EU leaders push for difficult migrant deal with Turkey

A child lays on the ground as migrants and refugees run away after Macedonian police fired tear gas at hundreds of Iraqi and Syrian migrants who tried to break through the Greek border fence in Idomeni, on February 29, 2016. Greek police said more than 6,000 people were massed at the border, in a buildup triggered by Austria and Balkan states capping the numbers of migrants entering their territory. / AFP / LOUISA GOULIAMAKI

Brussels / AFP

European Union leaders began a difficult summit on Thursday to push for a crucial agreement with Turkey to curb the continent’s massive migration crisis despite threats by Cyprus to quash the deal.
The proposed plan, which would make Turkey a central pillar of the divided EU’s response to the crisis, has been hailed by German Chancellor Angela Merkel as the “first real chance” to end the influx of refugees and migrants.
But the ambitious accord, under which Turkey would take back all asylum seekers arriving in Greece in what has become Europe’s biggest migrant crisis since World War II, faces sharp criticism on several fronts.
“I am cautiously optimistic but frankly, more cautious than optimistic,” said European Council President Donald Tusk—who chairs the summit of 28 EU leaders on Thursday before they are joined by Turkish Prime Minister Ahmet Davutoglu on Friday.
“If we keep our cool we will achieve success,” Tusk added after talks in Brussels with Ukrainian President Petro Poroshenko.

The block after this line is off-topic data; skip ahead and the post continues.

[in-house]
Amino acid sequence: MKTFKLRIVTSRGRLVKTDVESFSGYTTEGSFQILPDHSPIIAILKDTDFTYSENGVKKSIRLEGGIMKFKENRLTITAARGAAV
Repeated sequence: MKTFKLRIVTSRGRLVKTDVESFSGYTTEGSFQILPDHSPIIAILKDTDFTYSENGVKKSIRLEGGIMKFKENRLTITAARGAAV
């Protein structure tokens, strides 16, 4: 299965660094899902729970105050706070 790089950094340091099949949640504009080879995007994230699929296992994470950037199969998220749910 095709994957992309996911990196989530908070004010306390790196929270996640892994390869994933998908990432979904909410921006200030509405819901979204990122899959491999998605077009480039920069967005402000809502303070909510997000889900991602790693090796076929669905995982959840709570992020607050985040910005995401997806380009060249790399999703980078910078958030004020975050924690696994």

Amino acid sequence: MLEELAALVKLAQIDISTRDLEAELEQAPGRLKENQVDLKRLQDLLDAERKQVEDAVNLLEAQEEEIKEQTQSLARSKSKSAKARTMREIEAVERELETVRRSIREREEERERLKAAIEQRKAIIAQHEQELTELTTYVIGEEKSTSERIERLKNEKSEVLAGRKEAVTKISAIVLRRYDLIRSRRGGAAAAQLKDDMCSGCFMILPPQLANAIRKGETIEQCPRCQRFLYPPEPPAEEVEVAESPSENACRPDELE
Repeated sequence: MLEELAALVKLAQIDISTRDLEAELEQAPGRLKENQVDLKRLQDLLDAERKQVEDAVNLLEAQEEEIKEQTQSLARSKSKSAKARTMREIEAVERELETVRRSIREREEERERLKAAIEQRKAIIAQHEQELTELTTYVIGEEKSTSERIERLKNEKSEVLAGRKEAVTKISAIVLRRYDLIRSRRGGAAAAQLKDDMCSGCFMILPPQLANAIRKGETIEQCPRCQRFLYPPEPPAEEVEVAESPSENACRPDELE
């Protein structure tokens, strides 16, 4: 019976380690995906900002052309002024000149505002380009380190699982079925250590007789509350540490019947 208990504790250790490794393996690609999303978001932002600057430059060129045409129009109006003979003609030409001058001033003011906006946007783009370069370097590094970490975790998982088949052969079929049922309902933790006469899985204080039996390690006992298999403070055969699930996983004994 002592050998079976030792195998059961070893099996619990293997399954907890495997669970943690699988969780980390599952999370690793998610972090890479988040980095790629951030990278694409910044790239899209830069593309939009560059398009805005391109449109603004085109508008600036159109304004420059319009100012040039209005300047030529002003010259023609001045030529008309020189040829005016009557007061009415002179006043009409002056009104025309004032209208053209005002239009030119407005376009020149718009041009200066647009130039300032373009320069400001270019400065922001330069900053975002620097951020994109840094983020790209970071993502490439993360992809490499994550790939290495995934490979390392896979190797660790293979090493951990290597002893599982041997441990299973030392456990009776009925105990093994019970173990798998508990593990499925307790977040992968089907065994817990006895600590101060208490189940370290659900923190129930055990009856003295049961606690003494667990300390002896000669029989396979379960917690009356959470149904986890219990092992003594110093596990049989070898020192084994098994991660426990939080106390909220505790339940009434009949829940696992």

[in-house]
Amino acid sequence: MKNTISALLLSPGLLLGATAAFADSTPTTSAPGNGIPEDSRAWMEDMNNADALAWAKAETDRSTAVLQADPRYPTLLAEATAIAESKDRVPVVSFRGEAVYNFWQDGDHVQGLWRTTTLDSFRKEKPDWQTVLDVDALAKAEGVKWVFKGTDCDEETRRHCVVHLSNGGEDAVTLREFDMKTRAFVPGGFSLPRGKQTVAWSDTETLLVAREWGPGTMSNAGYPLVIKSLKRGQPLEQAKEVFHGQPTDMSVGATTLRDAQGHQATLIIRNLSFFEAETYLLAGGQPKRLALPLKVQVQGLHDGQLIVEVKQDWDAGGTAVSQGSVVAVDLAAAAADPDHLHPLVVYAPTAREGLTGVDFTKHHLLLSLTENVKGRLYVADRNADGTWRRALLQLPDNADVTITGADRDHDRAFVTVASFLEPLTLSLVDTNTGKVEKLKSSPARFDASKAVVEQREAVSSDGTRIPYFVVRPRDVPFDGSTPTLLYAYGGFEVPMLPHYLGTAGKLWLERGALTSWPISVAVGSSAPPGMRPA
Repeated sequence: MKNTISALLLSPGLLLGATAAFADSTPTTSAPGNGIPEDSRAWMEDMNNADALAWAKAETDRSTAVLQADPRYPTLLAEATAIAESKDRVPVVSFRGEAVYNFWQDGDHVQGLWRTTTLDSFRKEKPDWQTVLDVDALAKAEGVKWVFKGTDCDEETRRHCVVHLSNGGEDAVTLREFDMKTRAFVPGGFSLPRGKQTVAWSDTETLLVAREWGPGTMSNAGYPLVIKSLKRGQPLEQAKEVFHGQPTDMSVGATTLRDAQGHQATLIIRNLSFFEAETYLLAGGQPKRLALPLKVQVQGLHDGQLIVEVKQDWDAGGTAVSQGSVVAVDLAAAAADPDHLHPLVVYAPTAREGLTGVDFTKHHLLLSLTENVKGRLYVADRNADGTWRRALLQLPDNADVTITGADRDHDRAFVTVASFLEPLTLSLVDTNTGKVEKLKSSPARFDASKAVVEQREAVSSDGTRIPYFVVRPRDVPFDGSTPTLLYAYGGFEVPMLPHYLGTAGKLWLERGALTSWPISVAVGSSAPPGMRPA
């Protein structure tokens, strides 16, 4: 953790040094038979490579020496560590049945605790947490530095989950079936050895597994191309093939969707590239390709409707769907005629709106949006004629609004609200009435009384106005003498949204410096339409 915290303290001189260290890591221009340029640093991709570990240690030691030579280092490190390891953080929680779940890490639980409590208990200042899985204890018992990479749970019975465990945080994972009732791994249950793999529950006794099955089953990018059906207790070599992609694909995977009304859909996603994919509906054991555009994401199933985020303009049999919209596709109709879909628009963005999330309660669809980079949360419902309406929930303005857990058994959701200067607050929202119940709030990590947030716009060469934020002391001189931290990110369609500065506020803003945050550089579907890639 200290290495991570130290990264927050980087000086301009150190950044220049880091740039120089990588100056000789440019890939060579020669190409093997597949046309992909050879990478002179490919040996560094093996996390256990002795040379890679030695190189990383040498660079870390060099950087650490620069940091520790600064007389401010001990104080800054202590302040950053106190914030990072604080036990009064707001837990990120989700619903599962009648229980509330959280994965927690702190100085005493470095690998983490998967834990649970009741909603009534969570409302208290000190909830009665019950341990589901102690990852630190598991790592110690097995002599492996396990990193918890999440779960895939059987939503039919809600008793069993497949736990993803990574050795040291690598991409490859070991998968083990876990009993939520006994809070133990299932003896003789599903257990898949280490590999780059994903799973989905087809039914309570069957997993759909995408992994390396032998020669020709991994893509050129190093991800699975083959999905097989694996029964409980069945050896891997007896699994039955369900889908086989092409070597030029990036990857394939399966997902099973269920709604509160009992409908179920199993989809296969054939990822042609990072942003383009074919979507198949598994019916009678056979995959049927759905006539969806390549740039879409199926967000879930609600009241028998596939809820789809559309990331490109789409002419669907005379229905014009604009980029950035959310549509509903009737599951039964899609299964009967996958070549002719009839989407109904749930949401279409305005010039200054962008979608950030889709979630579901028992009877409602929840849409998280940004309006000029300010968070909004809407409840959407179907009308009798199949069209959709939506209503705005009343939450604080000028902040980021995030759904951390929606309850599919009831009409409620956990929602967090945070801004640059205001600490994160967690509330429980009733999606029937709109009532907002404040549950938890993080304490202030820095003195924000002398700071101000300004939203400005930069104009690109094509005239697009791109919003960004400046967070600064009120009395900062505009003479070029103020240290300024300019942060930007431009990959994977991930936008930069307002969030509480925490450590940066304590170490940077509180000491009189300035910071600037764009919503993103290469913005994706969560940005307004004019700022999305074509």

European Commission chief Jean-Claude Juncker meanwhile said on Twitter that he was “cautiously optimistic that we will conclude a binding agreement with Turkey” before he held eve-of-summit talks with Cyprus.
The summit comes as the UN said migrant arrivals in Greece alone had topped one million since January 2015, accounting for most of the 1.2 million people who sought asylum in the EU last year as they flee war in Syria, Iraq, Afghanistan and elsewhere.

Cyprus problem
Tusk stressed in his summit invitation letter that the parts of the migration deal that involve “re-energising” Turkey’s long-stalled EU membership bid should also be “an opportunity to support the settlement talks in Cyprus. Only if this is possible, can we move forward here.”
Cyprus has threatened to block the deal over long-standing disagreements with Ankara over the island, which has been divided since 1974 when Turkish troops invaded its north in response to an Athens-engineered coup attempt.
The only capitals that Tusk visited this week were Nicosia and Ankara, underscoring the seriousness of the threat. Despite frantic efforts in Brussels to “rebalance” the deal in recent days, Tusk has freely admitted a major stumbling block remains the legality of the deal. Under the key clause, in exchange for Turkey taking back all migrants arriving in Greece, the EU will resettle one Syrian for every Syrian readmitted on Turkish soil.
The UN and rights groups have warned that this amounts to an illegal mass expulsion of asylum seekers. “An absolute priority is to ensure that our decisions respect both EU and international law,” Tusk said in his letter.
A draft of the summit conclusions stresses that the one-for-one plan is a “temporary and extraordinary measure” and effectively capped at 72,000 migrants.
Proposals to give Turkey visa-free travel to the EU’s Schengen passport-free zone by June have also worried several countries.
Critics have voiced unease over Turkey’s arrests of journalists and academics, and an intensifying military campaign against Kurdish separatists.
France has warned against attempts by Turkey to strong-arm Europe, and Czech President Milos Zeman charged that Ankara’s request for billions of euros more in EU aid amounted to “blackmail”.
The draft conclusions say Turkey could get another 3.0 billion euros by 2018 in addition to an initial 3.0 billion agreed last November.
Merkel however told the Bundestag lower house of parliament on Wednesday that no shortcuts would be taken and that EU membership for Turkey was “not on the agenda now”.

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